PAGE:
• Some applications don’t recognize white space properly and may treat files differently than expected; you can observe this behavior on Windows, Linux, and macOS.
  • Some search tools don’t operate correctly on files containing spaces.
  • Windows, Linux, and macOS command line applications require extra work to handle spaces properly.
  • The space character is unsafe because significant spaces may disappear, and insignificant white space may get introduced when URLs are transcribed, typeset, or subjected to the treatment of word-processing programs RFC1738.
  • Universal paths cannot contain spaces, which results in no copyable/pasteable links unless done only via the web browser, as the Windows file manager and many Linux file managers don’t correctly handle URL encoding.
  • Spaces are less visible than other characters, resulting in common double whitespaces or blank spaces in strange places.

Define general separators

A suitable file naming pattern requires two types of separators. The first is the general word separator used between words in a filename. The _ underscore is the defacto standard for word separators in most local or web-based naming conventions and is the most visually similar to a space character. In some naming schemes, the word separator does not exist; instead, filenames use title case. The second separator divides filename elements, such as document number, date, version tags, etc. The most common separator for this purpose is the hyphen/dash -.

Case and Title case

Companies or users may prefer the look of title case over underscores in filenames because title case does not offer any adverse effects as white space does; Some use it instead of whitespace or underscores. So instead of a filename like Doc-New_Element_for_Fusion.pdf, it would be Doc-NewElementForFusion.pdf. Even if you choose not to use this option, writing each word’s first letter capitalized is still preferred vs. using fully lowercase or entirely uppercase for file names, with the latter reserved for abbreviations.

File extensions

Filenames for all types should include a file extension except executables on Linux and macOS, as it’s common for those types not to have a file extension.

Version/Revision numbers

In systems that don’t have revision control built-in, having the version of a file may be essential to distinguish a file from an older version that might have breaking changes or changes in decision. Typical schemes for version numbers include using vN, for example: Policy-v2.odt, or using a simple letter A-Z, usually capitalized, for example: Policy-A.ods. Another use of version numbers is to indicate a run of a long-running test, for example: Pressure_Test-T20.csv for the 20th run of the test.

Using dates

The date is often included in a filename when the file is time-sensitive or pertains to a certain period, such as taxes or event itineraries. If a file is part of a collection like pictures, it’s generally better to use the hierarchy YYYY/MM/DD and store the photos for that day in that date’s directory. In the case where the date may be in the filename, general practice is using either YYYY-MM-DD or YYYYMMDD only using as much of the date as needed and attaching it to the filename like so:, Vacation-202305/, System_diagram-20230501.drawio. Another method used to represent dates is in quarters of a year, which often have a year followed by a quarter YYYY-qN, such as Report-2023-q2.pdf.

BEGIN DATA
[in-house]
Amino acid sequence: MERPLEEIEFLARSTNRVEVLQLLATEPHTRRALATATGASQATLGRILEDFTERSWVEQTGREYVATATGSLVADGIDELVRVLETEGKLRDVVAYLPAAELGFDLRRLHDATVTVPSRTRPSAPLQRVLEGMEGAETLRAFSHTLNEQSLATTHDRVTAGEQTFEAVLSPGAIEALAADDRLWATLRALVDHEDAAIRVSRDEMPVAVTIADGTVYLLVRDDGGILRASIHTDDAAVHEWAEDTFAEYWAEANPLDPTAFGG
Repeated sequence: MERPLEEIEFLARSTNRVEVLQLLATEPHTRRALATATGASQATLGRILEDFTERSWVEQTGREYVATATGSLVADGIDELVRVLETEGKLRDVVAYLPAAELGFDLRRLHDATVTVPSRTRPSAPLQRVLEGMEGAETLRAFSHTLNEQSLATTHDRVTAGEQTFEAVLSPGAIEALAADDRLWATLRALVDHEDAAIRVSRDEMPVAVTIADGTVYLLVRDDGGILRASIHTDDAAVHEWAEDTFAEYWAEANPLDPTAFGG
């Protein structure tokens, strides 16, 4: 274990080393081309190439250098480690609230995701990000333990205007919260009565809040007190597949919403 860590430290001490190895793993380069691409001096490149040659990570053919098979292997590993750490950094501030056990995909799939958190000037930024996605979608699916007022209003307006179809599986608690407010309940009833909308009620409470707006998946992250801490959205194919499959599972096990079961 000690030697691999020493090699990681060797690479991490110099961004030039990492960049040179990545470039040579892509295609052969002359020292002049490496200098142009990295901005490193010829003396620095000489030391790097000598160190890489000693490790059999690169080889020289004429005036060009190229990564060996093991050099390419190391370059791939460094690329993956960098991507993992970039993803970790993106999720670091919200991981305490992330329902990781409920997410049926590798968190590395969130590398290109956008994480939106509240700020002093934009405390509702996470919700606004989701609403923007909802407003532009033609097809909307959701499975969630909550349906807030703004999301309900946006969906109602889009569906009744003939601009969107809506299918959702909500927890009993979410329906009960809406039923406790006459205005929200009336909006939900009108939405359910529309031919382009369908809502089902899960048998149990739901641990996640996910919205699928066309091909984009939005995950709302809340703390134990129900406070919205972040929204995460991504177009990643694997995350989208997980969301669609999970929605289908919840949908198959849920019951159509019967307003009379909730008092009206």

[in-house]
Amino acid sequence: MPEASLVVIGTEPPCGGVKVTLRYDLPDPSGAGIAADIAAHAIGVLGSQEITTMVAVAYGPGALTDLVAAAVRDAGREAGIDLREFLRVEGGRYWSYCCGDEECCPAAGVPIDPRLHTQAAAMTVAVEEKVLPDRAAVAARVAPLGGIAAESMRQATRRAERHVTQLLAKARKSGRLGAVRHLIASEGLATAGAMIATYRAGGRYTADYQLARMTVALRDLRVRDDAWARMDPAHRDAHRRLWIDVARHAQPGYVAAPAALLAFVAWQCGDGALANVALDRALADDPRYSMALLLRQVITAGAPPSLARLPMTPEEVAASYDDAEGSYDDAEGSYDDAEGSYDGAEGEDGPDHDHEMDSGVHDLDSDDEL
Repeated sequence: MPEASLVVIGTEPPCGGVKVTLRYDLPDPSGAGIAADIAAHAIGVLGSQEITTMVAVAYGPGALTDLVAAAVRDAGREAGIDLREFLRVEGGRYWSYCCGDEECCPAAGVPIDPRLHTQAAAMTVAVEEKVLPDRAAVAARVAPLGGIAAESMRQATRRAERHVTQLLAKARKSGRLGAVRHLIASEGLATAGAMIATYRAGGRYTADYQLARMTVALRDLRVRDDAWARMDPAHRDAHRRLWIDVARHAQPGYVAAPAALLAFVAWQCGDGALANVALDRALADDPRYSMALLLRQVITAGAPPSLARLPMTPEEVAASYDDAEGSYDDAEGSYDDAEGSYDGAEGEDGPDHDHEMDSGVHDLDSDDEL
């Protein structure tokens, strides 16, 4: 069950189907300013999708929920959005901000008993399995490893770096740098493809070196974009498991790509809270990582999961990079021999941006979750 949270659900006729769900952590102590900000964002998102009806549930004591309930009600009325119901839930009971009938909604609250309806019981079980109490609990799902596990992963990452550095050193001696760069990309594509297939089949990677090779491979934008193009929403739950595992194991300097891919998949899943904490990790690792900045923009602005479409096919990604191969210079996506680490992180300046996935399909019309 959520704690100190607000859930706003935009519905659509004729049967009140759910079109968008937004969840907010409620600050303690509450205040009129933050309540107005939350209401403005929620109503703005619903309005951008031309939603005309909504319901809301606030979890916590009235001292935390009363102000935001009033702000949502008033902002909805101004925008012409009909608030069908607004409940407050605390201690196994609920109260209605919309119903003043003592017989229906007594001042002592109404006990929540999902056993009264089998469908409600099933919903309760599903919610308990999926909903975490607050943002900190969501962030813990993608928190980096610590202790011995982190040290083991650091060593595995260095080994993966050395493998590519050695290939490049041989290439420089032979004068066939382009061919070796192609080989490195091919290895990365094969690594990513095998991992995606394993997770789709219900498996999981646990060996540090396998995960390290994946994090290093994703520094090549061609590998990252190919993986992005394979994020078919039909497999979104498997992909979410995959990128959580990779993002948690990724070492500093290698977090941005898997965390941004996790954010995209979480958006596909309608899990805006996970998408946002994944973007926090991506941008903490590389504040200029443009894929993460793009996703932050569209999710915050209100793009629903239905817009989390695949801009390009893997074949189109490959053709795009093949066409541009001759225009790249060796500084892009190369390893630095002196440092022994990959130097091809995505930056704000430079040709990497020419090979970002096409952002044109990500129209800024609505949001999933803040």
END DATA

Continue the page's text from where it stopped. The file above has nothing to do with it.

Using unique identifiers

Some companies may attach unique IDs to documents, allowing quick look-up in systems that provide search, such as Nextcloud. The unique IDs are often between 4 and 16 numeric or alphanumeric characters. The pattern or method to create these unique numbers ranges from random generators to ones based on information such as date, client, and content type. These IDs are also more commonly used for official files than individual notes or experiments.

Use of abbreviation

Using abbreviations can significantly shorten the filename length and make files more manageable; however, overuse can make files hard to understand and locate. Use commonly known abbreviations or abbreviations within known fields of study of users. Only use obscure abbreviations if they are part of the general knowledge needed for a project.

Using personal names

When used in filenames, the general way is to have the last name first, the whole first name or first initial, and optionally the middle initial. An examples of this: or Gmail_Takeout-StarkT-20231010.tar.gz

Pattern and use of elements

A file naming pattern has several required and optional elements connected by a chosen separator in a particular order. Unlike the rest of the content in this article, file naming patterns seem more diverse. Since there is no typical pattern, here is a generic one from the elements used in this article: [client-][project-][collection_type-]content_title[-person][-v(version) or date].extension. Here are some examples of files using this pattern:

  • Apple-iPhone16-Design-Main_CPU_Architecture-v1.pdf
  • Datasheet-RP2040-2023.pdf
  • Cost_Analysis-q1.ods

As you can see by these example filenames, it is easy to locate any file by simply asking yourself what it is.


After defining a naming and organization system, it’s a good idea to document it as a guide or a cheat sheet. The whole naming and organization scheme should be compact and simple enough to fit on a single note card, making it easy for anyone to memorize quickly and use. Additionally, it should follow logical organization, so the location of files should be guessable even without a guide.